There were some limitations to this study. The data were collected from different sites across the Eastern Health Authority, and we know that different CT scanners were used across the seven-year period. There is no way to prove consistency between different scanners from different manufacturers at multiple different sites. The protocols used at different sites may also be slightly different however should be broadly applicable to modern machines. This may have affected the quality of the CT scans and contributed to the nondiagnosis of some of them.
In addition, while we can state the rate of nondiagnosis of CTPAs in this population, it is difficult to compare our results directly with the literature values for VQ scans. This is because there is a paucity of studies that have used an objective reproducible measure of nondiagnosis for VQ scans.
Finally, interpretation bias is possible as all the imaging studies will be reviewed by researchers taking part in the study. This issue is avoided by employing objective criteria and having two radiologists agree on the categorization.
This is the first study to attempt to identify an objective method of determining CTPA nondiagnosis in pregnant and postpartum patients suspected of a PE. It shows the importance of having a standardized method of determining nondiagnosis, as it is likely that many factors can influence the radiologist’s interpretation of study quality, potentially including patient pregnancy status. Given that the nondiagnostic rate is much higher in the pregnant/postpartum patient group for CTPA in patients with normal chest X-ray than reported rates for modern VQ, SPECT VQ scan should be considered first line imaging when investigating for PE in this population. This would also serve to limit the radiation dose to the patient’s proliferating breast tissue.
The patient information data used to support the findings of this study are restricted by the Health Ethics Review Board at Memorial University of Newfoundland in order to protect Patient Privacy. Data are available from Sarah Hogan, firstname.lastname@example.org, for researchers who meet the criteria for access to confidential data.
This research has been presented in part as a poster presentation at the 2018 Canadian Association of Radiologists Annual Scientific Meeting in Montreal, Quebec. The abstract for this work was published in the online programme for this meeting.
Conflicts of Interest
The authors declare that they have no conflicts of interest.
- A. H. James, M. G. Jamison, L. R. Brancazio, and E. R. Myers, “Venous thromboembolism during pregnancy and the postpartum period: incidence, risk factors, and mortality,” American Journal of Obstetrics and Gynecology, vol. 194, no. 5, pp. 1311–1315, 2006.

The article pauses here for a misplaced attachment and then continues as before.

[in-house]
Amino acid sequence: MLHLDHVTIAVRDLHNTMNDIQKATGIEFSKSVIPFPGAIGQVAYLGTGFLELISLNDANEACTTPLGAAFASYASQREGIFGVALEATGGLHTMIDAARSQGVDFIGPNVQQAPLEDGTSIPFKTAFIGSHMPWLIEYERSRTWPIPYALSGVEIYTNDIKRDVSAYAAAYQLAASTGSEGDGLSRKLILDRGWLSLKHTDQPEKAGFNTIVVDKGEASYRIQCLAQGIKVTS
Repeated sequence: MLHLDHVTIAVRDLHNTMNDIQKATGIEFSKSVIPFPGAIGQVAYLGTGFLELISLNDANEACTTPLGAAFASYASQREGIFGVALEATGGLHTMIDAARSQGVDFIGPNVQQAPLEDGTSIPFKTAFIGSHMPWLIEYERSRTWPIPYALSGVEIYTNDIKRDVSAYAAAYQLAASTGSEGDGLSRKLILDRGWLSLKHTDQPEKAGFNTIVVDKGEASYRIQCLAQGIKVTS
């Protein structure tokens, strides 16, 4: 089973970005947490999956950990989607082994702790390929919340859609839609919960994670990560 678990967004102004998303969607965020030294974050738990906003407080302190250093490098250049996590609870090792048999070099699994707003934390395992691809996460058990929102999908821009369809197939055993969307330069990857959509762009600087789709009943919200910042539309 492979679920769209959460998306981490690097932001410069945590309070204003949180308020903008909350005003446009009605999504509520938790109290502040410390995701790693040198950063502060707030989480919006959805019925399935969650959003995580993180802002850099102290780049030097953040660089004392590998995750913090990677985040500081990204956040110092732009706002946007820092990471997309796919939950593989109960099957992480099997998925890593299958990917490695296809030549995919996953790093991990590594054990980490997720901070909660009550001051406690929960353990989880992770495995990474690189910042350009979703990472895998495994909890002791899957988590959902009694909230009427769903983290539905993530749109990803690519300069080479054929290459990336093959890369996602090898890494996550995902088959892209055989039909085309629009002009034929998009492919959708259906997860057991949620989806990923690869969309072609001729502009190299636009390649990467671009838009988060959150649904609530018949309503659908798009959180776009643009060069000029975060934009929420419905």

- M. Knight, “Antenatal pulmonary embolism: risk factors, management and outcomes,” BJOG: An International Journal of Obstetrics and Gynaecology, vol. 115, no. 4, pp. 453–461, 2008.
- M. Rodger and P. S. Wells, “Diagnosis of pulmonary embolism,” Thrombosis Research, vol. 103, no. 6, pp. V225–V238, 2001.
- E. Pena and C. Dennie, “Acute and chronic pulmonary embolism: an in-depth review for radiologists through the use of frequently asked questions,” Seminars in Ultrasound, CT and MRI, vol. 33, no. 6, pp. 500–521, 2012.
- K. Shahir, L. R. Goodman, A. Tali, K. M. Thorsen, and R. S. Hellman, “Pulmonary embolism in pregnancy: CT pulmonary angiography versus perfusion scanning,” American Journal of Roentgenology, vol. 195, no. 3, pp. W214–W220, 2010.
- S. Mallick and D. Petkova, “Investigating suspected pulmonary embolism during pregnancy,” Respiratory Medicine, vol. 100, no. 10, pp. 1682–1687, 2006.
- H. T. Winer-Muram, J. M. Boone, H. L. Brown, S. G. Jennings, W. C. Mabie, and G. T. Lombardo, “Pulmonary embolism in pregnant patients: fetal radiation dose with helical CT,” Radiology, vol. 224, no. 2, pp. 487–492, 2002.
- L. E. Simcox, L. Ormesher, C. Tower, and I. A. Greer, “Pulmonary thrombo-embolism in pregnancy: diagnosis and management,” Breathe, vol. 11, no. 4, pp. 282–289, 2015.
- M. M. Chen, F. V. Coakley, A. Kaimal, and R. K. Laros, “Guidelines for computed tomography and magnetic resonance imaging use during pregnancy and lactation,” Obstetrics & Gynecology, vol. 112, no. 2, pp. 333–340, 2008.
- W.-S. Chan, E. Rey, N. E. Kent et al., “Venous thromboembolism and antithrombotic therapy in pregnancy,” Journal of Obstetrics and Gynaecology Canada, vol. 36, no. 6, pp. 527–553, 2014.
- S. Ros, H. Lichtenstein, P. Bellocco, G. Petersson, and S. Cnattingius, “Increased risks of circulatory diseases in late pregnancy and puerperium,” Epidemiology, vol. 12, pp. 456–460, 2001.
- E. J. Jordan, A. Godelman, J. M. Levsky, B. Zalta, and L. B. Haramati, “CT pulmonary angiography in pregnant and postpartum women: low yield, high dose,” Clinical Imaging, vol. 39, no. 2, pp. 251–253, 2015.
- A. G. Cahill, M. J. Stout, G. A. Macones, and S. Bhalla, “Diagnosing pulmonary embolism in pregnancy using computed-tomographic angiography or ventilation-perfusion,” Obstetrics & Gynecology, vol. 114, no. 1, pp. 124–129, 2009.
- M.-P. Revel, S. Cohen, O. Sanchez et al., “Pulmonary embolism during pregnancy: diagnosis with lung scintigraphy or CT angiography?” Radiology, vol. 258, no. 2, pp. 590–598, 2011.
- C. A. Ridge, S. McDermott, B. J. Freyne, D. J. Brennan, C. D. Collins, and S. J. Skehan, “Pulmonary embolism in pregnancy: comparison of pulmonary CT angiography and lung scintigraphy,” American Journal of Roentgenology, vol. 193, no. 5, pp. 1223–1227, 2009.
Copyright © 2019 Sarah Hogan et al. This is an open access article distributed under the Creative Commons Attribution License, which permits unrestricted use, distribution, and reproduction in any medium, provided the original work is properly cited.